|Magic herbs in the company of the very magical Clarice Lispector|
Having recently moved from San Francisco's Mission District to the Berkeley-Oakland borderlands (by way of Rio de Janeiro for a year+ in between), I've had to seek out equivalents for my old favorites in my new neighborhood. Scartlet Sage is still my #1 witch store, but I no longer live 10 minutes away, sadly. So I was happy to wander into the Lhasa Karnak Herb Company on Telegraph today while on my way to the heavenly Moe's Books to look for The Road to Xanadu (found it!). Rows of glass jars filled with magic herbs, walls lined with tinctures and tarot cards, stacks of teas, soaps, and beeswax candles. I inhaled all the familiar scents and felt a faint glow from my inner spirit crystal.
Today's discovery was a tea made from meadowsweet, fennel, and marshmallow root in equal proportions. I explained my mysterious stomachaches to the young witch at the counter and she recommended this combination to soothe the stresses of a sour, acidic stomach. She recommended it two ways: a spoonful heated up with almond milk (in a tea ball or strained afterward) and also brewing a big batch of tea and straining it into a mason jar because "these herbs like to expand." Or something like that. I imagine that it must be akin to the way wine likes to breathe. I had the milky tea earlier, which eased my way into a delicious post-teaching nap, and am now enjoying some post-dinner tea that's been stretching its legs in an old Spanish olive jar.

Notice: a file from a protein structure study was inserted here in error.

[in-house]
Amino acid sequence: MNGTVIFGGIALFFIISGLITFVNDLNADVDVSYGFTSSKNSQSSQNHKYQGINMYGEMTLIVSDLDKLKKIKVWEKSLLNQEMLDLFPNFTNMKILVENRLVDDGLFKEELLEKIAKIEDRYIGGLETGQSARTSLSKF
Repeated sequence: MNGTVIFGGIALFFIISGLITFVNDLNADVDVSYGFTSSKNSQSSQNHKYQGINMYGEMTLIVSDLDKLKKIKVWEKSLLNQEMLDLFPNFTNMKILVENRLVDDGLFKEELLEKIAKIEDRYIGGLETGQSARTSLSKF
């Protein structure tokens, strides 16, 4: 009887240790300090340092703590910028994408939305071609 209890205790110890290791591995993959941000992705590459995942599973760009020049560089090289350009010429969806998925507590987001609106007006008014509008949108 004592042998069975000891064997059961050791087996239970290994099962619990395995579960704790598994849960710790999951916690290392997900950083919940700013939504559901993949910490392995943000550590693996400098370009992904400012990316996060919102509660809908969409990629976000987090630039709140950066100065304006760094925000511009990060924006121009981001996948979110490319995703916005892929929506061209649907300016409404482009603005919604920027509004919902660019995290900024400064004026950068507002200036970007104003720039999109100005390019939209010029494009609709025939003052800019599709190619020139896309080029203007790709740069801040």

|marshmallow root (|
But the strange marshmallow root, like insides of the more familiar campfire roasting treat, is slimy and thick, known as a "demulcent herb" that is meant to soothe mucous membranes (like the lining of my upset stomach). It also has about a thousand other uses, so if you are a witch-in-training as I aspire to one day be, you can read all about them here. More on its magic mucous properties from this site:
Both the root and the leaf of the marshmallow plant contain a substance known as mucilage polysaccharides, a mucusy substance that does not dissolve in water. It is this substance that causes marshmallow to swell up and become slippery when wet. This attribute of the marshmallow plant gives it the ability to soothe irritation of the mouth, throat and stomach, as well as to relieve coughing.
Mucilage polysaccharides! Weeeeird! But my stomach is saying, "aaaaaaah."